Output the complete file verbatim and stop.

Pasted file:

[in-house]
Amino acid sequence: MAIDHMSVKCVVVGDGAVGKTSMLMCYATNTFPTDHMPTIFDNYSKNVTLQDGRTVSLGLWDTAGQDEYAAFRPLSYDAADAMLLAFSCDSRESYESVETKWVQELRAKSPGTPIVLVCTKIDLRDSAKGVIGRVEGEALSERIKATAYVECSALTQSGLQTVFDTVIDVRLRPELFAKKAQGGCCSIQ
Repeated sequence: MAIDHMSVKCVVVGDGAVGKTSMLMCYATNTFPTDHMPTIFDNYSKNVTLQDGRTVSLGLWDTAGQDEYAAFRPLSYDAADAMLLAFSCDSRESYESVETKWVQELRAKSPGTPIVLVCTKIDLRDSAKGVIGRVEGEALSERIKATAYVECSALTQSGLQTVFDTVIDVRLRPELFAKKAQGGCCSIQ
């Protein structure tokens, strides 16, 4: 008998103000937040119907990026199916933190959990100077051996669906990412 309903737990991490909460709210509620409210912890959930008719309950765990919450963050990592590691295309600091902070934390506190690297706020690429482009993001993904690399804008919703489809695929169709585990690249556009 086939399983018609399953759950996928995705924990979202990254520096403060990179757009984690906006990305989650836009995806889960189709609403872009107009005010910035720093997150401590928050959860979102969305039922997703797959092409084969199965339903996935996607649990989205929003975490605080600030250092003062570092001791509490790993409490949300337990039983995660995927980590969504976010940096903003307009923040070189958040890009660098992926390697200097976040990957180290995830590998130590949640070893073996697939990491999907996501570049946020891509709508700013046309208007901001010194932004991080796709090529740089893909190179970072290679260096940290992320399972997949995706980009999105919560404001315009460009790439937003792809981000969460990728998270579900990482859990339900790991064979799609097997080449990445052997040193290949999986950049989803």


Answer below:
[in-house]
Amino acid sequence: MAIDHMSVKCVVVGDGAVGKTSMLMCYATNTFPTDHMPTIFDNYSKNVTLQDGRTVSLGLWDTAGQDEYAAFRPLSYDAADAMLLAFSCDSRESYESVETKWVQELRAKSPGTPIVLVCTKIDLRDSAKGVIGRVEGEALSERIKATAYVECSALTQSGLQTVFDTVIDVRLRPELFAKKAQGGCCSIQ
Repeated sequence: MAIDHMSVKCVVVGDGAVGKTSMLMCYATNTFPTDHMPTIFDNYSKNVTLQDGRTVSLGLWDTAGQDEYAAFRPLSYDAADAMLLAFSCDSRESYESVETKWVQELRAKSPGTPIVLVCTKIDLRDSAKGVIGRVEGEALSERIKATAYVECSALTQSGLQTVFDTVIDVRLRPELFAKKAQGGCCSIQ
């Protein structure tokens, strides 16, 4: 008998103000937040119907990026199916933190959990100077051996669906990412 309903737990991490909460709210509620409210912890959930008719309950765990919450963050990592590691295309600091902070934390506190690297706020690429482009993001993904690399804008919703489809695929169709585990690249556009 086939399983018609399953759950996928995705924990979202990254520096403060990179757009984690906006990305989650836009995806889960189709609403872009107009005010910035720093997150401590928050959860979102969305039922997703797959092409084969199965339903996935996607649990989205929003975490605080600030250092003062570092001791509490790993409490949300337990039983995660995927980590969504976010940096903003307009923040070189958040890009660098992926390697200097976040990957180290995830590998130590949640070893073996697939990491999907996501570049946020891509709508700013046309208007901001010194932004991080796709090529740089893909190179970072290679260096940290992320399972997949995706980009999105919560404001315009460009790439937003792809981000969460990728998270579900990482859990339900790991064979799609097997080449990445052997040193290949999986950049989803």